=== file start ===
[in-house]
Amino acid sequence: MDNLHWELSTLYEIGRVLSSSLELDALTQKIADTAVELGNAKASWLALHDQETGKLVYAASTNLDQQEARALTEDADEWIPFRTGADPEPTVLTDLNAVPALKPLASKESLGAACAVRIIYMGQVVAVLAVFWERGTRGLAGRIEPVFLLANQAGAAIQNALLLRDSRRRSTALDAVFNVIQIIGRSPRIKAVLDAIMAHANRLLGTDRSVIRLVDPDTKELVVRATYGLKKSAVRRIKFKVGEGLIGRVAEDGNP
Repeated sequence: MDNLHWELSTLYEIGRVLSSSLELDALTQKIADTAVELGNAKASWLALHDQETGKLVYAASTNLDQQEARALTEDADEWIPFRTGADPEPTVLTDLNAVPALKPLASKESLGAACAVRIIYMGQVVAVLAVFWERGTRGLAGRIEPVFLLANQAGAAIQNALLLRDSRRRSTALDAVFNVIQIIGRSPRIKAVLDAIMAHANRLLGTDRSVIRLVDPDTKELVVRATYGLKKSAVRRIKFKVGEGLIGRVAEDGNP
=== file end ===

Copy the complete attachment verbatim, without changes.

[in-house]
Amino acid sequence: MDNLHWELSTLYEIGRVLSSSLELDALTQKIADTAVELGNAKASWLALHDQETGKLVYAASTNLDQQEARALTEDADEWIPFRTGADPEPTVLTDLNAVPALKPLASKESLGAACAVRIIYMGQVVAVLAVFWERGTRGLAGRIEPVFLLANQAGAAIQNALLLRDSRRRSTALDAVFNVIQIIGRSPRIKAVLDAIMAHANRLLGTDRSVIRLVDPDTKELVVRATYGLKKSAVRRIKFKVGEGLIGRVAEDGNP
Repeated sequence: MDNLHWELSTLYEIGRVLSSSLELDALTQKIADTAVELGNAKASWLALHDQETGKLVYAASTNLDQQEARALTEDADEWIPFRTGADPEPTVLTDLNAVPALKPLASKESLGAACAVRIIYMGQVVAVLAVFWERGTRGLAGRIEPVFLLANQAGAAIQNALLLRDSRRRSTALDAVFNVIQIIGRSPRIKAVLDAIMAHANRLLGTDRSVIRLVDPDTKELVVRATYGLKKSAVRRIKFKVGEGLIGRVAEDGNP